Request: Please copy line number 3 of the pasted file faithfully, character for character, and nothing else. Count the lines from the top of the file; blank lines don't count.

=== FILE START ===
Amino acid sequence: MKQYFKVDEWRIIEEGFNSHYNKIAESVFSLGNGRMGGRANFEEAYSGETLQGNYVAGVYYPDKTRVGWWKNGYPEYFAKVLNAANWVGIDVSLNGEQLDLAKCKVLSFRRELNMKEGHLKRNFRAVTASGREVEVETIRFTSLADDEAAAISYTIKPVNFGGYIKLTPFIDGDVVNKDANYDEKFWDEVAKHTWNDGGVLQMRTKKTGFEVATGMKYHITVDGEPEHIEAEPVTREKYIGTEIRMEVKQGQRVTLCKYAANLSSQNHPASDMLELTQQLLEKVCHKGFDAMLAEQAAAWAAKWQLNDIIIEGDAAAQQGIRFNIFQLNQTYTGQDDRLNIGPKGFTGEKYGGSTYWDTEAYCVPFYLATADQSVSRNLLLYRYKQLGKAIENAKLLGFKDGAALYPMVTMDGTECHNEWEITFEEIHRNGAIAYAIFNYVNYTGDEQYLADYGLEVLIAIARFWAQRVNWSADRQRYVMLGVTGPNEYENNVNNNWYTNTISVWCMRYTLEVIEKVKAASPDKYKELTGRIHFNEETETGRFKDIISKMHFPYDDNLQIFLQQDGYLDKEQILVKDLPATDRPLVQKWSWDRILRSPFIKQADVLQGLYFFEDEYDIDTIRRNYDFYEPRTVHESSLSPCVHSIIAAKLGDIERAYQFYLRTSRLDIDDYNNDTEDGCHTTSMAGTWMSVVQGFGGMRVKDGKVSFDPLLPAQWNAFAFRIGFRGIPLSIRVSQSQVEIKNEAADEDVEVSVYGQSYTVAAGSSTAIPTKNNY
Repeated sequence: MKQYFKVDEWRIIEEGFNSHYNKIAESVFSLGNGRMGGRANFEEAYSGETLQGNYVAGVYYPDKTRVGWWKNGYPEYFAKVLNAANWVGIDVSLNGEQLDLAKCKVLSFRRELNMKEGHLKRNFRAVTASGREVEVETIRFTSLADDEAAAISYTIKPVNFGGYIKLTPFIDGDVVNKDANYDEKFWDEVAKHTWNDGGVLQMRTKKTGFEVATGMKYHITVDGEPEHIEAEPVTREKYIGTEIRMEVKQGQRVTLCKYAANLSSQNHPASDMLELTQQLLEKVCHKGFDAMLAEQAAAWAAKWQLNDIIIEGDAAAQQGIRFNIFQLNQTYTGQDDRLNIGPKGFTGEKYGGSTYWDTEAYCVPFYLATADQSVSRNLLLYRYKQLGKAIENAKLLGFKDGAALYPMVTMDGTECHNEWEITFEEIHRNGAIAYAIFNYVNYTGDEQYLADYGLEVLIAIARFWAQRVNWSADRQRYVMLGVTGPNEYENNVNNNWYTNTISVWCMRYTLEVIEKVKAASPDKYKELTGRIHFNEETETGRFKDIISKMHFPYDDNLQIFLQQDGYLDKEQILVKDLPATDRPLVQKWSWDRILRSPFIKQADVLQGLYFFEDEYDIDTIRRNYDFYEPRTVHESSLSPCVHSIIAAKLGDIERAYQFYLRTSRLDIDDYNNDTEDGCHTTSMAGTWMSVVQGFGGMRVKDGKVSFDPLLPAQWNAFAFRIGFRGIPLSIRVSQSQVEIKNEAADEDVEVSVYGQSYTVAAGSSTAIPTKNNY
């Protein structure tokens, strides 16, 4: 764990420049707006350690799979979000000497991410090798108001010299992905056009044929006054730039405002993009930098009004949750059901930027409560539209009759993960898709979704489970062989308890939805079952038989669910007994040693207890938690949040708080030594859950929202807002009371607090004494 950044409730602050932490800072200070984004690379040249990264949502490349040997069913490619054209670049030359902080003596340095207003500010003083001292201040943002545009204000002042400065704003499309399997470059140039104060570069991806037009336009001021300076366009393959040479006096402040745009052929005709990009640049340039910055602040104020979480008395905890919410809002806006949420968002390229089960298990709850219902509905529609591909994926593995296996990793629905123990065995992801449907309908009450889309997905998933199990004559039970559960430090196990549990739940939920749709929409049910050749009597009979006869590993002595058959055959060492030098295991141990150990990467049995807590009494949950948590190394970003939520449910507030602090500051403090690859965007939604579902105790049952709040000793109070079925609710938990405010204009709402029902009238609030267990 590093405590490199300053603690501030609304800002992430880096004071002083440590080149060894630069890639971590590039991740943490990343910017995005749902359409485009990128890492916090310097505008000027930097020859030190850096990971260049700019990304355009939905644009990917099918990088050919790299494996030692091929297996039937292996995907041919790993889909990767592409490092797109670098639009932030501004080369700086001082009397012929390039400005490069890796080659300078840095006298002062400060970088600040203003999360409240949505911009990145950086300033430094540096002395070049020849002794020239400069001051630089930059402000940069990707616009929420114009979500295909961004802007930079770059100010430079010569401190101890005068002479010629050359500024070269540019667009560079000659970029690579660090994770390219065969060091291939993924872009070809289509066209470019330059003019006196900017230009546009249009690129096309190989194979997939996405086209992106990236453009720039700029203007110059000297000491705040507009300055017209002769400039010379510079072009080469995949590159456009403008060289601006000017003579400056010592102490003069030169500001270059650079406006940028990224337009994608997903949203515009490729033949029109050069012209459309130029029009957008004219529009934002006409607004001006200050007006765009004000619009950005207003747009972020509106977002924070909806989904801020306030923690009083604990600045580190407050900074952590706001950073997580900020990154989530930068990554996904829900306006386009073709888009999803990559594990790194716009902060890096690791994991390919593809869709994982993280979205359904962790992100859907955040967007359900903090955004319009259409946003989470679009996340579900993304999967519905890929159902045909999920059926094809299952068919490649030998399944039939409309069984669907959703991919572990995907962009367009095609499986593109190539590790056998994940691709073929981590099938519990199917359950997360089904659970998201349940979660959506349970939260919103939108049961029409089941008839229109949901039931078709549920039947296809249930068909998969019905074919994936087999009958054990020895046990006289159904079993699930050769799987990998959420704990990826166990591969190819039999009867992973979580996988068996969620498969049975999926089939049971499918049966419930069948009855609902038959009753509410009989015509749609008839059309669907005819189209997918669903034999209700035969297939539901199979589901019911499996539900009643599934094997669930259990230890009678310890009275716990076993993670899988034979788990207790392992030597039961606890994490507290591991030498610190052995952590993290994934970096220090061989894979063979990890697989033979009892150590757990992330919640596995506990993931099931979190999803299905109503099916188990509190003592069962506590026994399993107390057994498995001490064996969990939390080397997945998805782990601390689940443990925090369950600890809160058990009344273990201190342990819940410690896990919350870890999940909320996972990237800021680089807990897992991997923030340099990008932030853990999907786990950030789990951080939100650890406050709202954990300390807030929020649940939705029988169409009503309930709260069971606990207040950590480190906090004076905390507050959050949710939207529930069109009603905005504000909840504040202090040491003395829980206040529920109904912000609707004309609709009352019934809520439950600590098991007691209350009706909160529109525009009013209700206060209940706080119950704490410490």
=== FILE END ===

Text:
């Protein structure tokens, strides 16, 4: 764990420049707006350690799979979000000497991410090798108001010299992905056009044929006054730039405002993009930098009004949750059901930027409560539209009759993960898709979704489970062989308890939805079952038989669910007994040693207890938690949040708080030594859950929202807002009371607090004494 950044409730602050932490800072200070984004690379040249990264949502490349040997069913490619054209670049030359902080003596340095207003500010003083001292201040943002545009204000002042400065704003499309399997470059140039104060570069991806037009336009001021300076366009393959040479006096402040745009052929005709990009640049340039910055602040104020979480008395905890919410809002806006949420968002390229089960298990709850219902509905529609591909994926593995296996990793629905123990065995992801449907309908009450889309997905998933199990004559039970559960430090196990549990739940939920749709929409049910050749009597009979006869590993002595058959055959060492030098295991141990150990990467049995807590009494949950948590190394970003939520449910507030602090500051403090690859965007939604579902105790049952709040000793109070079925609710938990405010204009709402029902009238609030267990 590093405590490199300053603690501030609304800002992430880096004071002083440590080149060894630069890639971590590039991740943490990343910017995005749902359409485009990128890492916090310097505008000027930097020859030190850096990971260049700019990304355009939905644009990917099918990088050919790299494996030692091929297996039937292996995907041919790993889909990767592409490092797109670098639009932030501004080369700086001082009397012929390039400005490069890796080659300078840095006298002062400060970088600040203003999360409240949505911009990145950086300033430094540096002395070049020849002794020239400069001051630089930059402000940069990707616009929420114009979500295909961004802007930079770059100010430079010569401190101890005068002479010629050359500024070269540019667009560079000659970029690579660090994770390219065969060091291939993924872009070809289509066209470019330059003019006196900017230009546009249009690129096309190989194979997939996405086209992106990236453009720039700029203007110059000297000491705040507009300055017209002769400039010379510079072009080469995949590159456009403008060289601006000017003579400056010592102490003069030169500001270059650079406006940028990224337009994608997903949203515009490729033949029109050069012209459309130029029009957008004219529009934002006409607004001006200050007006765009004000619009950005207003747009972020509106977002924070909806989904801020306030923690009083604990600045580190407050900074952590706001950073997580900020990154989530930068990554996904829900306006386009073709888009999803990559594990790194716009902060890096690791994991390919593809869709994982993280979205359904962790992100859907955040967007359900903090955004319009259409946003989470679009996340579900993304999967519905890929159902045909999920059926094809299952068919490649030998399944039939409309069984669907959703991919572990995907962009367009095609499986593109190539590790056998994940691709073929981590099938519990199917359950997360089904659970998201349940979660959506349970939260919103939108049961029409089941008839229109949901039931078709549920039947296809249930068909998969019905074919994936087999009958054990020895046990006289159904079993699930050769799987990998959420704990990826166990591969190819039999009867992973979580996988068996969620498969049975999926089939049971499918049966419930069948009855609902038959009753509410009989015509749609008839059309669907005819189209997918669903034999209700035969297939539901199979589901019911499996539900009643599934094997669930259990230890009678310890009275716990076993993670899988034979788990207790392992030597039961606890994490507290591991030498610190052995952590993290994934970096220090061989894979063979990890697989033979009892150590757990992330919640596995506990993931099931979190999803299905109503099916188990509190003592069962506590026994399993107390057994498995001490064996969990939390080397997945998805782990601390689940443990925090369950600890809160058990009344273990201190342990819940410690896990919350870890999940909320996972990237800021680089807990897992991997923030340099990008932030853990999907786990950030789990951080939100650890406050709202954990300390807030929020649940939705029988169409009503309930709260069971606990207040950590480190906090004076905390507050959050949710939207529930069109009603905005504000909840504040202090040491003395829980206040529920109904912000609707004309609709009352019934809520439950600590098991007691209350009706909160529109525009009013209700206060209940706080119950704490410490």